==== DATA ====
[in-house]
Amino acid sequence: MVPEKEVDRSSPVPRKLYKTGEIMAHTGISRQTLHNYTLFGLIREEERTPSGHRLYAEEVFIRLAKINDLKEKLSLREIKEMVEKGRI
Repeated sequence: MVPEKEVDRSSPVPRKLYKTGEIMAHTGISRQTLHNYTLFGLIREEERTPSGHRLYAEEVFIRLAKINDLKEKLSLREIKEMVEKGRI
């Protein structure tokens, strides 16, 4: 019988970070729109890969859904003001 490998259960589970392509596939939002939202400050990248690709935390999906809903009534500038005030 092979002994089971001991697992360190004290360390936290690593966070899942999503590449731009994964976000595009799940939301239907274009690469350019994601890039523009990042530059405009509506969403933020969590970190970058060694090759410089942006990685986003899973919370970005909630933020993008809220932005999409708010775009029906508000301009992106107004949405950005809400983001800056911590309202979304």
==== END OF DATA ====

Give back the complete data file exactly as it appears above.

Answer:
[in-house]
Amino acid sequence: MVPEKEVDRSSPVPRKLYKTGEIMAHTGISRQTLHNYTLFGLIREEERTPSGHRLYAEEVFIRLAKINDLKEKLSLREIKEMVEKGRI
Repeated sequence: MVPEKEVDRSSPVPRKLYKTGEIMAHTGISRQTLHNYTLFGLIREEERTPSGHRLYAEEVFIRLAKINDLKEKLSLREIKEMVEKGRI
């Protein structure tokens, strides 16, 4: 019988970070729109890969859904003001 490998259960589970392509596939939002939202400050990248690709935390999906809903009534500038005030 092979002994089971001991697992360190004290360390936290690593966070899942999503590449731009994964976000595009799940939301239907274009690469350019994601890039523009990042530059405009509506969403933020969590970190970058060694090759410089942006990685986003899973919370970005909630933020993008809220932005999409708010775009029906508000301009992106107004949405950005809400983001800056911590309202979304």